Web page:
Re: Closing the STEM gender gap

STEM gender gap unlikely to take care of itself

LettersToTheEditorGraphic by Evan Tremblay.

I would like to respond to the article “Closing the STEM gender gap” by Chantelle Dubois, published in the Nov. 4 issue of the Manitoban. Dubois provides her opinion on the broadly studied STEM (science, technology, engineering, and math) gender gap, and closes her article with the incredible sentence “The gender gap will fix itself with time.”

I wish this were true, but decades of research evidence strongly disagrees with this statement. For women in engineering in particular, gender parity is not going to happen any time soon. In 2001 (almost 15 years ago), women represented 21 per cent of the students in Canadian engineering schools. That was the peak of women’s enrolment in engineering. Since then the numbers have levelled off at an average female enrolment of only 18 per cent.

Gender greatly (and often invisibly) influences the things that we do, the things that we think, and the things that we imagine as possible. I would like to point out a few of the many ways that gender can influence career choice.

As Dubois points out, a typical little girl might like to dress in pretty clothes, pretend she is a Disney princess, or be interested in developing a website to sell makeup. A little later in life, young women tend to pursue professional careers as doctors and social workers, but rarely as mathematicians or engineers. Men become hedge-fund managers and work in construction, but rarely become nurses or day care workers. Why?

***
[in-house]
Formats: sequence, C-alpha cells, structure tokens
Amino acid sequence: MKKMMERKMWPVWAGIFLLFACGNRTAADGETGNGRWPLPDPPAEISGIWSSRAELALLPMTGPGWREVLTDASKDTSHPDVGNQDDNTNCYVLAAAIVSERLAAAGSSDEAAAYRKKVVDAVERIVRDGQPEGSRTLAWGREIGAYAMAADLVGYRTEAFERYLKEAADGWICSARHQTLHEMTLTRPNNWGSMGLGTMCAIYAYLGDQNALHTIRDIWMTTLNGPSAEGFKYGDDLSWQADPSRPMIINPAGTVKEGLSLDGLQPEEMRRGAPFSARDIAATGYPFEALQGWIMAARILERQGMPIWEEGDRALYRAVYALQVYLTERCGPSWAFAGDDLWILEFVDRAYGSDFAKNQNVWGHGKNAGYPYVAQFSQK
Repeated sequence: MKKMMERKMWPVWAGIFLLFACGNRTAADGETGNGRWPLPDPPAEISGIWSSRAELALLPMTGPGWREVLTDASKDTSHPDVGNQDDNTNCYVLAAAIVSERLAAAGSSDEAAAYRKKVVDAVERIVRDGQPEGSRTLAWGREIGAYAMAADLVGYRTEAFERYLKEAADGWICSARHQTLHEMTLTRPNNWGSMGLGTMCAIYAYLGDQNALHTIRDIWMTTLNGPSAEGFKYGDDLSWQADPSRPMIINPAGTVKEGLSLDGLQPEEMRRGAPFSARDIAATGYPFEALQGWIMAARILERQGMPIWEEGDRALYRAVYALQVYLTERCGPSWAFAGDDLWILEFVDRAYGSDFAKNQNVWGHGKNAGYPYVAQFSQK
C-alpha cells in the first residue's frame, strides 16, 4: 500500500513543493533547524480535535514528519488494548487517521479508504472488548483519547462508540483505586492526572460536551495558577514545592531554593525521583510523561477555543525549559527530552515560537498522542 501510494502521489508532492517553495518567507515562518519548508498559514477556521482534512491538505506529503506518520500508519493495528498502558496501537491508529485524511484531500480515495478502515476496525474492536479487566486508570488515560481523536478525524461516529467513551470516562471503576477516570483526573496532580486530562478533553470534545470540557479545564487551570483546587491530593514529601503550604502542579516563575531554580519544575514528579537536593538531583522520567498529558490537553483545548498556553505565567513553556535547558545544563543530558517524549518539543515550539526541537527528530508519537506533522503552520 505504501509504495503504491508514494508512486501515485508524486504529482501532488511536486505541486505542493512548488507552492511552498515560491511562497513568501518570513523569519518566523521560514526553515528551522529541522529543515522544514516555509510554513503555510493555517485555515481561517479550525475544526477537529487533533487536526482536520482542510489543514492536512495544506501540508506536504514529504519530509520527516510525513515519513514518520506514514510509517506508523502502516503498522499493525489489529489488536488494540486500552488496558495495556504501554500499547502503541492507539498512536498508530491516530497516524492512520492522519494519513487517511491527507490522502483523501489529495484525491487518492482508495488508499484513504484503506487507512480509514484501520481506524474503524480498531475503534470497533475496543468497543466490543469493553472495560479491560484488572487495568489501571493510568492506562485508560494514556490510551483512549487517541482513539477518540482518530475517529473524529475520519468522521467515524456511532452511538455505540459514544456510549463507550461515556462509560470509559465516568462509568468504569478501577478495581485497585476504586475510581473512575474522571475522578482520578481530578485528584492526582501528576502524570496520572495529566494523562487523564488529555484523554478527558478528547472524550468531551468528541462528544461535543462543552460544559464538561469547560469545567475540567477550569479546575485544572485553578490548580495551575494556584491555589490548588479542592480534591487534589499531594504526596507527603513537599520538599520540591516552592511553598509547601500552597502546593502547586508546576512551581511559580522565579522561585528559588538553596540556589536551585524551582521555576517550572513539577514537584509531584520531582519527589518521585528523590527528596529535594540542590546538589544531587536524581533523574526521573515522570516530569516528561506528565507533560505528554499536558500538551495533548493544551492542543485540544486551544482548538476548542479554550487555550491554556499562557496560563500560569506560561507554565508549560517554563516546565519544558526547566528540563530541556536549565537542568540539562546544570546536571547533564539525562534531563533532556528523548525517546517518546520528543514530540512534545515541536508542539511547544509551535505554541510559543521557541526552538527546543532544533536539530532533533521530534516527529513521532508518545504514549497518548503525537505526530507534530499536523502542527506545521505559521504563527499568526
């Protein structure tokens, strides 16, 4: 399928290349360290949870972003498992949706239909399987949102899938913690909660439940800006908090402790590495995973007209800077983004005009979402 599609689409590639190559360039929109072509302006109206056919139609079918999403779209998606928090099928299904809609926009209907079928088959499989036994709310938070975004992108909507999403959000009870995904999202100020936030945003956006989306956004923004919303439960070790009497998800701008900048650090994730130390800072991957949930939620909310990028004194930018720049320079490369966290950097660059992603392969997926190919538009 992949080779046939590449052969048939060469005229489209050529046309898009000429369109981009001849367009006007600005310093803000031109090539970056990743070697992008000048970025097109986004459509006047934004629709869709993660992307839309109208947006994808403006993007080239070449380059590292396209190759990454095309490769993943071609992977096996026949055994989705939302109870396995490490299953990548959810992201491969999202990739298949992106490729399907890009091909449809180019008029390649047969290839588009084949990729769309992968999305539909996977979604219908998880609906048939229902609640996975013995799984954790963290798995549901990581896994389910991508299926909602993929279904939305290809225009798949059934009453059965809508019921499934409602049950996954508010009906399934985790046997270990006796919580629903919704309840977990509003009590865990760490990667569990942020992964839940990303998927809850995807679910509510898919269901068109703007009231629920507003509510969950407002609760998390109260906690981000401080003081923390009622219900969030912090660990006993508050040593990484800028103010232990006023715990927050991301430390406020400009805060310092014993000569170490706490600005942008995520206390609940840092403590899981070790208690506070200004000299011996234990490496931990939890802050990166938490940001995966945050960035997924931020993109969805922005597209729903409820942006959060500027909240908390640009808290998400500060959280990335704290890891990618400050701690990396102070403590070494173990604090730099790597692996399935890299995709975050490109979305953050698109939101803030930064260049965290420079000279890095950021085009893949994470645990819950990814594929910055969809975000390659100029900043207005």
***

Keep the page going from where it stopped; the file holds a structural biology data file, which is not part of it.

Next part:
Possibly because people make choices based not only on what they can do, but also on what they think they should do. Possibly because women should be attractive, caring, and engage in issues of social justice, while by the same standard men should be strong, rational, and competitive.

Dubois indicates that her gender is not important to her self-identity, and she dislikes being singled out as anything other than “just an engineering student.” However, I invite her to think more about the fact that she is indeed a member of a rare breed – a female engineer.


Lisette Dansereau is a graduate student in Sociology. Her partner is a civil engineer, and her undergraduate research thesis was entitled “Why are there so few female engineers?”